In order to learn more about the Mississippi Education Scorecards, that were released last week by The Center for Education Innovation, MSF talked with Babak Mostaghimi, Director of Community, Family, and School Engagement at The Center for Education Innovation, to learn more about what the Mississippi Education Scorecards are, how the project came to be, and why the scorecards are such an important tool for parents, teachers, school administrators, and community members. In order to see Babak’s answer to each question simply click on the question link and you will be directed to his answer. The Mississippi Education Scorecards can be viewed online by clicking here.

 

 

Q: What are the Education Scorecards?

Q: How did the project come to be?

Q: How was the data collected?

Q: How are the Education Scorecards different or better than the Children First report cards mandated by the legislator?

Q: Was there anything interesting that you discovered from the data once it was collected and presented?

Q: How should communities, parents, school districts use this information?

Q: Where can the Scorecards be accessed?

Q: What are the Education Scorecards?


Babak: The Education Scorecards are a community engagement initiative at the Center for Education Innovation that takes already public data from many spreadsheets, multiple online sources, and existing accountability reports from the Mississippi Department of Education and local school districts and puts them into a one-page, color-coded, people-friendly document that parents, community members, and school personnel can easily understand. The Scorecards do NOT advocate for any particular reform, change, or stance but simply lay out data in an easy to read manner so that parents, families, schools, and communities can make informed decisions to support their children.

 

Q: Why did you want to create the Scorecards?

Babak: We created the Education Scorecards to improve academic outcomes for children across Mississippi. The key to making good choices and improving schools is to know where we are and our history of academic performance so that we know the starting point for moving to success. If parents, businesses, and communities want to know how to help, they need to know where the challenges are. If school districts want to reach out to other districts to share and learn best practices, they need to be able to see how other districts are doing in specific areas. While you could find all this data before, the Education Scorecards made it easier to access and understand so that everyone can focus on student success.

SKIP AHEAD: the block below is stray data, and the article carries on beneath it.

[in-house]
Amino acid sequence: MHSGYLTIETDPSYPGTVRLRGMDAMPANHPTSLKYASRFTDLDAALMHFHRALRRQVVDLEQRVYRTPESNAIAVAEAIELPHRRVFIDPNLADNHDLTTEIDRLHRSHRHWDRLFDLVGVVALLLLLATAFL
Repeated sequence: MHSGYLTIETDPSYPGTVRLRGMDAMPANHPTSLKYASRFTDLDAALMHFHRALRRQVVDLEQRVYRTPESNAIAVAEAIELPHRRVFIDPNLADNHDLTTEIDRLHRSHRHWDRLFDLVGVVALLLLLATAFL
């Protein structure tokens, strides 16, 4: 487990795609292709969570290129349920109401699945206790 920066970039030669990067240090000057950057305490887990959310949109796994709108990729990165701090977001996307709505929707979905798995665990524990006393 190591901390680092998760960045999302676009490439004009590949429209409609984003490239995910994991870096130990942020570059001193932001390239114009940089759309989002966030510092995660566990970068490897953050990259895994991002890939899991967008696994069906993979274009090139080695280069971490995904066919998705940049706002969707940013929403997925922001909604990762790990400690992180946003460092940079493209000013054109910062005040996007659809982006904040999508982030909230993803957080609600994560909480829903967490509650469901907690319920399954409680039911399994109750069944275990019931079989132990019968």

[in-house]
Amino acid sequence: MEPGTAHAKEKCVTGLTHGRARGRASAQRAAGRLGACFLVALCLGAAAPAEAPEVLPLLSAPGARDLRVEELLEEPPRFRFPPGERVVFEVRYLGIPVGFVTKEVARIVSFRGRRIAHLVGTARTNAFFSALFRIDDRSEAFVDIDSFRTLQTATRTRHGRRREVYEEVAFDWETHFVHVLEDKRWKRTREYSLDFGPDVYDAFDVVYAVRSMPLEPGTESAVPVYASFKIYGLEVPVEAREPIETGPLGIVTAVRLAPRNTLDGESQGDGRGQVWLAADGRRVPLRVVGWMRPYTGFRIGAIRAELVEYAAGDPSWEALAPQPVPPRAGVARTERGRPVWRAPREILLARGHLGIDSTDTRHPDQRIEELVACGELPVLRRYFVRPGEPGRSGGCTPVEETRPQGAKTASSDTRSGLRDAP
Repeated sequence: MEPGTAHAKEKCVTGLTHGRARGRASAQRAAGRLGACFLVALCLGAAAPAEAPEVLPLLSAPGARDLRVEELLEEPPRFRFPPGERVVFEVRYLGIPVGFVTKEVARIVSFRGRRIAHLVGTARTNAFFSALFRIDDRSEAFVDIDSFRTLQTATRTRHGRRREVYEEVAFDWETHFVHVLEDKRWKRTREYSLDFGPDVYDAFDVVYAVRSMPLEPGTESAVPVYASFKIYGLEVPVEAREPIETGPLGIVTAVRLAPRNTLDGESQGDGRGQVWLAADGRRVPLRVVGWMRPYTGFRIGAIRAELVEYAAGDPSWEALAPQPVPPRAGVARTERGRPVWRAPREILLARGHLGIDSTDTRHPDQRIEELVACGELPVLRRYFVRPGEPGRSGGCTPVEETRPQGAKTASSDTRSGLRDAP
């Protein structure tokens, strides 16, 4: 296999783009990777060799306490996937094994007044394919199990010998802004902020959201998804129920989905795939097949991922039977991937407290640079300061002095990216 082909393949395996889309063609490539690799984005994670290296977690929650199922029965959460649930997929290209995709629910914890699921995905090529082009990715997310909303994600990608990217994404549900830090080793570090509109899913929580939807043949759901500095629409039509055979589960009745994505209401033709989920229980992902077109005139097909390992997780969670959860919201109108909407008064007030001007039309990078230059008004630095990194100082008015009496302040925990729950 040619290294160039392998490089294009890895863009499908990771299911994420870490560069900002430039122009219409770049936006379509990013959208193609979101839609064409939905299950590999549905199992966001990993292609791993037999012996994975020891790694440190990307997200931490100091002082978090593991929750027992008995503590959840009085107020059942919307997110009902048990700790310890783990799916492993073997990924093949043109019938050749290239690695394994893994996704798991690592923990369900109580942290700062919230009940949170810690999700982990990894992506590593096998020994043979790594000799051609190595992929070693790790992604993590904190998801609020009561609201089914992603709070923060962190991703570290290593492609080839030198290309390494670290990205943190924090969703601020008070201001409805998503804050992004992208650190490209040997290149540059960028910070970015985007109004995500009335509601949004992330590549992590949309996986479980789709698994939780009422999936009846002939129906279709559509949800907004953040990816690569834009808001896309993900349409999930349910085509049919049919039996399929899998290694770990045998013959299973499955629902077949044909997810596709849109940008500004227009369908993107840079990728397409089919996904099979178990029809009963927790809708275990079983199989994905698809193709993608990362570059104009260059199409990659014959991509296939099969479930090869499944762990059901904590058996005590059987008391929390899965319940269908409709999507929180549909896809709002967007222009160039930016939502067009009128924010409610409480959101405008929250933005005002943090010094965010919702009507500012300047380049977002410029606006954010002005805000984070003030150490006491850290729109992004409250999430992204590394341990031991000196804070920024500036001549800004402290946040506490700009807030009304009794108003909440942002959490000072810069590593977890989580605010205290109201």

Q: How was the data collected?

Babak: Collecting the Scorecard data confirmed what we expected: finding and understanding accountability data is challenging! Our team navigated numerous data sources from the Mississippi Department of Education, downloaded multiple spreadsheets of historic data, examined PDFs of current mandated report cards, translated old school/district accountability ratings into the new A-F accountability model based on the published guidelines, and even contacted school districts directly to obtain the latest school board and superintendent information. Through hundreds of hours of work, a comprehensive Education Scorecard system emerged with 5 years of background data in addition to current numbers for every district in Mississippi.

SPECIAL NOTE: It is important to note that the Center for Education Innovation did NOT create any new data, we simply presented the official, publicly available data in a new format for people to see and understand. Despite myths circulating to the contrary, even the A-F rating is given by the Mississippi Department of Education NOT by some arbitrary analysis at the Center.

 

Q: How are the Education Scorecards different or better than the Children First report cards mandated by the legislature and found by clicking here. (Note: In order to view click on the Children First tab—The link will only work properly in Internet Explorer).

Babak: The Children First Annual Reports were a great first step by the legislature, but during our pilot activities, many people expressed the need for changes to make the data more usable, especially for families and community members. The Education Scorecards make the accountability data more understandable and accessible to everyone.

  1. Education Scorecards show historic data and trends: Snapshots of performance are great, but the real value in key areas is to look at trends in a district. The Education Scorecards provide trend data around enrollment, school grades, and ACT scores, which were all areas identified by pilot participants as areas where they wanted to know more about the direction in which their districts were heading. Without trend data, interested parties were unable to quickly tell if things were getting better or worse, and thus, whether or not a specific intervention or help was needed. In one instance, for example, a parent asserted that her local school district each year would tell parents how they have a plan in place for improving things from the year prior and how they had it under control. Each year, however, the scores would come back at the same level or worse than the year prior, but because she could not show others the downward trend, it was hard for her to get people to support making real deep changes in support of students. She was pleased to find nearly 5 years of data for the key metrics, which she could then use to advocate for bigger changes in support of her children. [On a separate note, it was interesting that pilot participants were less worried about trend data on state tests because they felt that state test proficiency requirements changed frequently enough to make them a less reliable year-to-year metric.]
  2. Education Scorecards include annual Mississippi testing data: While parents, community members, and schools did not particularly care about trend data on Mississippi specific tests like the MCT2 and SATP tests, they did want to know how their children and schools measured up on any particular year. As a result, the Scorecards show both the MCT2 data, which will be especially important with the enactment of the third grade gate bill, and the SATP data which is an indicator of a high school student’s ability to graduate.